Importance: The utility of cardiac magnetic resonance imaging (MRI) as a screening tool for myocarditis in competitive student athletes returning to training after recovering from coronavirus disease 2019 (COVID-19) infection is unknown.
Objective: To describe the prevalence and severity of cardiac MRI findings of myocarditis in a population of competitive student athletes recovering from COVID-19.
Design, setting, and participants: In this case series, an electronic health record search was performed at our institution (University of Wisconsin) to identify all competitive athletes (a consecutive sample) recovering from COVID-19, who underwent gadolinium-enhanced cardiac MRI between January 1, 2020, and November 29, 2020. The MRI findings were reviewed by 2 radiologists experienced in cardiac imaging, using the updated Lake Louise criteria. Serum markers of myocardial injury and inflammation (troponin-I, B-type natriuretic peptide, C-reactive protein, and erythrocyte sedimentation rate), an electrocardiogram, transthoracic echocardiography, and relevant clinical data were obtained.
Exposures: COVID-19 infection, confirmed using reverse transcription-polymerase chain reaction testing.
Main outcomes and measures: Prevalence and severity of MRI findings consistent with myocarditis among young competitive athletes recovering from COVID-19.
Results: A total of 145 competitive student athletes (108 male and 37 female individuals; mean age, 20 years; range, 17-23 years) recovering from COVID-19 were included. Most patients had mild (71 [49.0%]) or moderate (40 [27.6%]) symptoms during the acute infection or were asymptomatic (24 [16.6%]). Symptoms were not specified or documented in 10 patients (6.9%). No patients required hospitalization. Cardiac MRIs were performed a median of 15 days (range, 11-194 days) after patients tested positive for COVID-19. Two patients had MRI findings consistent with myocarditis (1.4% [95% CI, 0.4%-4.9%]). Of these, 1 patient had marked nonischemic late gadolinium enhancement and T2-weighted signal abnormalities over multiple segments, along with an abnormal serum troponin-I level; the second patient had 1-cm nonischemic mild late gadolinium enhancement and mild T2-weighted signal abnormalities, with normal laboratory values.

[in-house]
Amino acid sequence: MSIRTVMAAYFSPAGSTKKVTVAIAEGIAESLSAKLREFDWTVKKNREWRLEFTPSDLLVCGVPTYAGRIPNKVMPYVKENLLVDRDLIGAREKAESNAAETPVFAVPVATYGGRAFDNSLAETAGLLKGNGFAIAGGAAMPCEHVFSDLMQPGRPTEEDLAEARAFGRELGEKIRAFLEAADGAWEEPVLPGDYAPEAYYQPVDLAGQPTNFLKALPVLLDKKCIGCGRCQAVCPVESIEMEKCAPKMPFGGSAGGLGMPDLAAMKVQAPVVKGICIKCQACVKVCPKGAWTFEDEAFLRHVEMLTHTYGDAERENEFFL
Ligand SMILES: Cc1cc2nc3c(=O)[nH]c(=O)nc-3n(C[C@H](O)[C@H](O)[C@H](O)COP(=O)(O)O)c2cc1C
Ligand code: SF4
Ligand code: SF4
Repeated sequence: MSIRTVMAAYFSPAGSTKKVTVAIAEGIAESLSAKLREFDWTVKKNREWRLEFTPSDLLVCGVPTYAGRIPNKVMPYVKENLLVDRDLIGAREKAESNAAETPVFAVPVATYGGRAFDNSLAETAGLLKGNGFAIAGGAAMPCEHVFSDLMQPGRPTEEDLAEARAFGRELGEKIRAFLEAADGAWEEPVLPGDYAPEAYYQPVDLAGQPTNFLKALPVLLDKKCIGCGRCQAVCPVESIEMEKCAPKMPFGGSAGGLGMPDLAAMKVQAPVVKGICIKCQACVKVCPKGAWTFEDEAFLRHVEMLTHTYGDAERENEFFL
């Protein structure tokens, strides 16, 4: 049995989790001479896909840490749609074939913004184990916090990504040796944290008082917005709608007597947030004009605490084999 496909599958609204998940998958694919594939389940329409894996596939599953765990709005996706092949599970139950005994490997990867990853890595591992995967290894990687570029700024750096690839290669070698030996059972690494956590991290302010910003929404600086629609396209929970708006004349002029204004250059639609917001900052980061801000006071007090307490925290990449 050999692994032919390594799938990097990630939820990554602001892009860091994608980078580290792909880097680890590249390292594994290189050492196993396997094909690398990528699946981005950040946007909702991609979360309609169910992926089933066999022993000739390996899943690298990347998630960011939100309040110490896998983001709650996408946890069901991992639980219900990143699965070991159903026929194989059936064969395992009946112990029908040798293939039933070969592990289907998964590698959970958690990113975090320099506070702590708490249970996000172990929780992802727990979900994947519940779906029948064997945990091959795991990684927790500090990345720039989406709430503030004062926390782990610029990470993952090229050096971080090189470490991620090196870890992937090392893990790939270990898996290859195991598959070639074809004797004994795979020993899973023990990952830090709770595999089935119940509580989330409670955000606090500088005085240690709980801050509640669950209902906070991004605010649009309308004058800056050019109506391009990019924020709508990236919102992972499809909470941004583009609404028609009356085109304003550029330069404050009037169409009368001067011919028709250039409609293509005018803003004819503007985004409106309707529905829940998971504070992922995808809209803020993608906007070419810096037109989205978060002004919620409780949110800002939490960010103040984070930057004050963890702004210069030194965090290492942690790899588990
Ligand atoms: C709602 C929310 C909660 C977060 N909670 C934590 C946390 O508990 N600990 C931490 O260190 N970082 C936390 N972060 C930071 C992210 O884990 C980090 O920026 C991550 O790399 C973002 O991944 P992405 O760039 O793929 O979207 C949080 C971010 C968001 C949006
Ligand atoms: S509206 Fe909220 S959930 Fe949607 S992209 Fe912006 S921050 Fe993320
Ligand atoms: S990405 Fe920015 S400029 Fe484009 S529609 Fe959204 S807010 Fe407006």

Conclusions and relevance: In this case series study, based on MRI findings, there was a low prevalence of myocarditis (1.4%) among student athletes recovering from COVID-19 with no or mild to moderate symptoms. Thus, the utility of cardiac MRI as a screening tool for myocarditis in this patient population is questionable.